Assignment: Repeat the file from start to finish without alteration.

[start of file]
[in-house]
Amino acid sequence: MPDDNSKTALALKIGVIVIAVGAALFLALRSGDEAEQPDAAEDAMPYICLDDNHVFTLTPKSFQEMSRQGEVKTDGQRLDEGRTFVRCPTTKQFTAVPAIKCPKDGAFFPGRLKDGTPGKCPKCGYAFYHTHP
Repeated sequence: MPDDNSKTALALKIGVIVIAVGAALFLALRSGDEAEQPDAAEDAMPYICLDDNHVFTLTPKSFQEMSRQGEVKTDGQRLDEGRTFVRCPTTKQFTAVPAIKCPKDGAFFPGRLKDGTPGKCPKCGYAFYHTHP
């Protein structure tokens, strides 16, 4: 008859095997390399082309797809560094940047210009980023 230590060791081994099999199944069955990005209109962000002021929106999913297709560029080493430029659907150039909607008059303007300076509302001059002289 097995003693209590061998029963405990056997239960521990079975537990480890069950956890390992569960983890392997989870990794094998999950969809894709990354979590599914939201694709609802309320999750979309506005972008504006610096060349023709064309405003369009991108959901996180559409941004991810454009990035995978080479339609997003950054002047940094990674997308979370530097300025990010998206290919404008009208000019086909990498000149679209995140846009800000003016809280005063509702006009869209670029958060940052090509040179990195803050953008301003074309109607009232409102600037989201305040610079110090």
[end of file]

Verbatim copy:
[in-house]
Amino acid sequence: MPDDNSKTALALKIGVIVIAVGAALFLALRSGDEAEQPDAAEDAMPYICLDDNHVFTLTPKSFQEMSRQGEVKTDGQRLDEGRTFVRCPTTKQFTAVPAIKCPKDGAFFPGRLKDGTPGKCPKCGYAFYHTHP
Repeated sequence: MPDDNSKTALALKIGVIVIAVGAALFLALRSGDEAEQPDAAEDAMPYICLDDNHVFTLTPKSFQEMSRQGEVKTDGQRLDEGRTFVRCPTTKQFTAVPAIKCPKDGAFFPGRLKDGTPGKCPKCGYAFYHTHP
């Protein structure tokens, strides 16, 4: 008859095997390399082309797809560094940047210009980023 230590060791081994099999199944069955990005209109962000002021929106999913297709560029080493430029659907150039909607008059303007300076509302001059002289 097995003693209590061998029963405990056997239960521990079975537990480890069950956890390992569960983890392997989870990794094998999950969809894709990354979590599914939201694709609802309320999750979309506005972008504006610096060349023709064309405003369009991108959901996180559409941004991810454009990035995978080479339609997003950054002047940094990674997308979370530097300025990010998206290919404008009208000019086909990498000149679209995140846009800000003016809280005063509702006009869209670029958060940052090509040179990195803050953008301003074309109607009232409102600037989201305040610079110090």